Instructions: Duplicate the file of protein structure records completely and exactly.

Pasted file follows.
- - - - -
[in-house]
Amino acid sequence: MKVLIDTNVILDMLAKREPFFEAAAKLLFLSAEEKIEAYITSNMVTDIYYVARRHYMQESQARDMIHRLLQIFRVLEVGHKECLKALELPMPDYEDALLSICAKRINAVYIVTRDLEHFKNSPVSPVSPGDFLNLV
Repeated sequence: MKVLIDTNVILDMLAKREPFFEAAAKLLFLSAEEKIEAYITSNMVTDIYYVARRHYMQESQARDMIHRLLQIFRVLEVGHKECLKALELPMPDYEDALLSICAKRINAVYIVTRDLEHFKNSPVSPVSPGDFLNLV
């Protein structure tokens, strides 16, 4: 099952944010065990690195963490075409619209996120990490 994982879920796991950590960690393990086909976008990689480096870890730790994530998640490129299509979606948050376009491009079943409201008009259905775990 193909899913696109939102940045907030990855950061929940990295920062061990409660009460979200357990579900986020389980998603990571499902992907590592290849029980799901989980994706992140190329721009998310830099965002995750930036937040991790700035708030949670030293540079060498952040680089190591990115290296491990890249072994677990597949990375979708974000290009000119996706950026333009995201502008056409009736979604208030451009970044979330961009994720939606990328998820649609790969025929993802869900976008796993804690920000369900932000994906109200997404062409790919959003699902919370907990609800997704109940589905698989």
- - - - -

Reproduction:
[in-house]
Amino acid sequence: MKVLIDTNVILDMLAKREPFFEAAAKLLFLSAEEKIEAYITSNMVTDIYYVARRHYMQESQARDMIHRLLQIFRVLEVGHKECLKALELPMPDYEDALLSICAKRINAVYIVTRDLEHFKNSPVSPVSPGDFLNLV
Repeated sequence: MKVLIDTNVILDMLAKREPFFEAAAKLLFLSAEEKIEAYITSNMVTDIYYVARRHYMQESQARDMIHRLLQIFRVLEVGHKECLKALELPMPDYEDALLSICAKRINAVYIVTRDLEHFKNSPVSPVSPGDFLNLV
């Protein structure tokens, strides 16, 4: 099952944010065990690195963490075409619209996120990490 994982879920796991950590960690393990086909976008990689480096870890730790994530998640490129299509979606948050376009491009079943409201008009259905775990 193909899913696109939102940045907030990855950061929940990295920062061990409660009460979200357990579900986020389980998603990571499902992907590592290849029980799901989980994706992140190329721009998310830099965002995750930036937040991790700035708030949670030293540079060498952040680089190591990115290296491990890249072994677990597949990375979708974000290009000119996706950026333009995201502008056409009736979604208030451009970044979330961009994720939606990328998820649609790969025929993802869900976008796993804690920000369900932000994906109200997404062409790919959003699902919370907990609800997704109940589905698989």